In an earlier blog post, we looked at distributed antenna system (DAS) networks, a technology that wireless service providers are deploying to address the increasing demand for additional network capacity. Another technology that is being deployed is the small cell facility. This is the first post in a two-post series on small cell facilities and the Declaratory Ruling and Third Report and Order (the “FCC Order”) that was adopted by the Federal Communications Commission (the “FCC”) in September. This post describes small cell facilities, provides the reasons the FCC adopted the FCC Order and discusses the review standard adopted by the FCC. The next post will review the fee standards and “shot clocks” that were adopted by the FCC and some typical ordinance requirements.
Small cell facilities typically consist of a single antenna, attached either to an existing structure (e.g., a light pole, utility pole, traffic signal pole, etc.) or to a new structure, together with a small equipment cabinet. Small cell facilities provide a much smaller coverage footprint than a traditional wireless antenna facility and are intended to provide additional network capacity in an area where wireless subscribers are more concentrated (e.g., a shopping center, an urban area, etc.). Small cell facilities are often deployed within public rights-of way which has led to some tension between wireless service providers and municipalities.
As was mentioned in the earlier post, the issues of access to public rights-of-way and municipal regulation of new facilities are receiving attention at both the state and federal levels. The FCC hopes that the FCC Order will serve to facilitate and streamline the deployment of new small cell facilities in the public rights-of-way. The FCC has stated that it wants to ensure that the United States is globally competitive when it comes to the deployment of the next generation of wireless services, known as 5G. However, balancing the competing interests of promoting the rapid deployment of wireless infrastructure and permitting municipal regulation is no easy task. The FCC noted concerns raised by the industry regarding excessive and unreasonable fees charged by municipalities, extensive regulations imposed on small cell facilities that are not imposed on other utility facility installations in public rights-of-way and lengthy review time periods for applications.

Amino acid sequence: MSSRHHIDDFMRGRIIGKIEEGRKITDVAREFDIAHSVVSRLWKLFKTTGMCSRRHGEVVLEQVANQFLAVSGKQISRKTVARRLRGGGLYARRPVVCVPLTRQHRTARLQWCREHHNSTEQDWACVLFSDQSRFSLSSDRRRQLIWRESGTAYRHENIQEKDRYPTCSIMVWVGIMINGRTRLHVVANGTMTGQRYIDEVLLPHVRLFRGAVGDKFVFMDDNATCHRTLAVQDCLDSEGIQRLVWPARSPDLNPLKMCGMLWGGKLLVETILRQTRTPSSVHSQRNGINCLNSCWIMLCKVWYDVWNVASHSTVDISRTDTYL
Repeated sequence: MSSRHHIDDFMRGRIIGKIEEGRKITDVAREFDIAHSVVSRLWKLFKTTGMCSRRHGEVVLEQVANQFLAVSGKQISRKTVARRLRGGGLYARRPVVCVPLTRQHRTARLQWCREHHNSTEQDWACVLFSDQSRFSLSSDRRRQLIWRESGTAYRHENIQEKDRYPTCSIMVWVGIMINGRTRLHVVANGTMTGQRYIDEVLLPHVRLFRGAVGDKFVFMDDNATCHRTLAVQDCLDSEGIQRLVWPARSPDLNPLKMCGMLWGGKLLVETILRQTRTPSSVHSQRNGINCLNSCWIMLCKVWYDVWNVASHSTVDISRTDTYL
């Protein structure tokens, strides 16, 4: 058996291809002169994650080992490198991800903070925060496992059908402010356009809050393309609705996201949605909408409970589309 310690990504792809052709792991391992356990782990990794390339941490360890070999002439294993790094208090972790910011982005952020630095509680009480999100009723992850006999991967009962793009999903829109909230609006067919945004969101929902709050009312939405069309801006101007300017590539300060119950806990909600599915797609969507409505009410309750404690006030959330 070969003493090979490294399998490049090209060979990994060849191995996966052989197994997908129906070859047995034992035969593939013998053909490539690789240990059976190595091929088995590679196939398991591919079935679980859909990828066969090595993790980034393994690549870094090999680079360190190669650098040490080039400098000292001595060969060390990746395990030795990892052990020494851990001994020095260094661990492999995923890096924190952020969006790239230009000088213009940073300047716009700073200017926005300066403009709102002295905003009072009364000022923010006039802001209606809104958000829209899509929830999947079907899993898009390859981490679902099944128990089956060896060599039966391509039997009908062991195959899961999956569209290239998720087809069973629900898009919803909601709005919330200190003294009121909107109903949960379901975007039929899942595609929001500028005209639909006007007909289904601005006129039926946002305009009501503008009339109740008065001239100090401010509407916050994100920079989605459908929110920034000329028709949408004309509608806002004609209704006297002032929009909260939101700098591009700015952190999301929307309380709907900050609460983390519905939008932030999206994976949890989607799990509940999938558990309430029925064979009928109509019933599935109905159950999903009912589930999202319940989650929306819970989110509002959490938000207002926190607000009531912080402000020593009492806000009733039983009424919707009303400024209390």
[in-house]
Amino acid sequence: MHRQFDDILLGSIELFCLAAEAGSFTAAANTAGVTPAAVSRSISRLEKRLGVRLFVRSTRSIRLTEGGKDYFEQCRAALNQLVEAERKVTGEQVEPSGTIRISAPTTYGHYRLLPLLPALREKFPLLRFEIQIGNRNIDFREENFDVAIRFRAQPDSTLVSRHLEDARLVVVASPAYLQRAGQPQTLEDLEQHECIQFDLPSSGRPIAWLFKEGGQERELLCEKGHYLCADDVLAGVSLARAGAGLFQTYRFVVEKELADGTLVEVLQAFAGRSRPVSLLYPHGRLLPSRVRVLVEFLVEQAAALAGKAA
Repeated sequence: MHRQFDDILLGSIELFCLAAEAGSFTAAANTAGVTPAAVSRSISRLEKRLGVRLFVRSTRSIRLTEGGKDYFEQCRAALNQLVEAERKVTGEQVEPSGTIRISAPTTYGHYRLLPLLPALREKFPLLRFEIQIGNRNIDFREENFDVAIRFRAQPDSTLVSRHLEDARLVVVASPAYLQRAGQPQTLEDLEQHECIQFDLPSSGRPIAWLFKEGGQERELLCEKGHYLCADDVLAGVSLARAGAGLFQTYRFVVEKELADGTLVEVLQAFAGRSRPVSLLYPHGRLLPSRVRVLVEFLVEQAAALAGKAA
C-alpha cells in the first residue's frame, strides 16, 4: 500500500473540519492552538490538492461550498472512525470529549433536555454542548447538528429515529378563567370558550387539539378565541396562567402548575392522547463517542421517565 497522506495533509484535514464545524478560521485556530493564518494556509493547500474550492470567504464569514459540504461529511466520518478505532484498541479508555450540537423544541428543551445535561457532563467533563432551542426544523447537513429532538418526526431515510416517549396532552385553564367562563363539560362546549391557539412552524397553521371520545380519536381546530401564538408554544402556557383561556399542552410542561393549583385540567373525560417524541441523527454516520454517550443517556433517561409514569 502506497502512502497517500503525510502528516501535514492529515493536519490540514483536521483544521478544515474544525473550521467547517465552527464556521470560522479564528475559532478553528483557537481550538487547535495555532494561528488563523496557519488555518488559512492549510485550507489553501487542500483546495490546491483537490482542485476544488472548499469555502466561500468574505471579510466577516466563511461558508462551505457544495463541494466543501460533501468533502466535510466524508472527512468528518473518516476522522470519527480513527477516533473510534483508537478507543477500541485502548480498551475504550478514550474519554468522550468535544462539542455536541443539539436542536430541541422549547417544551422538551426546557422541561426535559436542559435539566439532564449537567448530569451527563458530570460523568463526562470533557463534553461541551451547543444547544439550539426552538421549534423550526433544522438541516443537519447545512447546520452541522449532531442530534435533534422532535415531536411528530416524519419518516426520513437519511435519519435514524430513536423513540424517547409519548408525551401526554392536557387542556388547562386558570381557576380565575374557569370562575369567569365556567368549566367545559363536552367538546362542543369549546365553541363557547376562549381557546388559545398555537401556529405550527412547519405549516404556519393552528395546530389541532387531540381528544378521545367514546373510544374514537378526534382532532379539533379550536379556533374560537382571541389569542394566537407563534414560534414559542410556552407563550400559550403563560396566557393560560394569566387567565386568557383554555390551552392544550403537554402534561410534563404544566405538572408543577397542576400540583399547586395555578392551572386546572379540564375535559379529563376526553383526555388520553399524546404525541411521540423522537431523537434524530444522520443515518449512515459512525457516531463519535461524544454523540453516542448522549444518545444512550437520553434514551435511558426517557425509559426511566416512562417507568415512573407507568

The federal Telecommunications Act of 1996 provides that state and local regulation of wireless service facilities can’t prohibit or have the effect of prohibiting the provision of wireless services. In the FCC Order, the FCC clarified that a state or local law can act to prohibit or effectively prohibit the provision of wireless services if the law materially limits or inhibits the ability of any competitor to compete in a fair and balanced legal and regulatory environment. An effective prohibition includes materially inhibiting additional services such as small cell facilities. The FCC also clarified that applying a “gap in coverage” analysis is outdated and an “unduly narrow reading” of the Telecommunications Act. This will affect ordinance provisions that require an applicant to demonstrate that there is a gap in coverage before a wireless facility can be approved.
The FCC Order will be effective on January 14, 2019. Municipalities and municipal organizations as well as wireless service providers have already filed appeals challenging provisions of the FCC Order. Do not miss our next post discussing the fee standards and “shot clocks” that were adopted by the FCC. Please feel free to contact any member of the McNees Wallace & Nurick Land Use Group for assistance with any land use or development issues and/or if you have any questions regarding this post.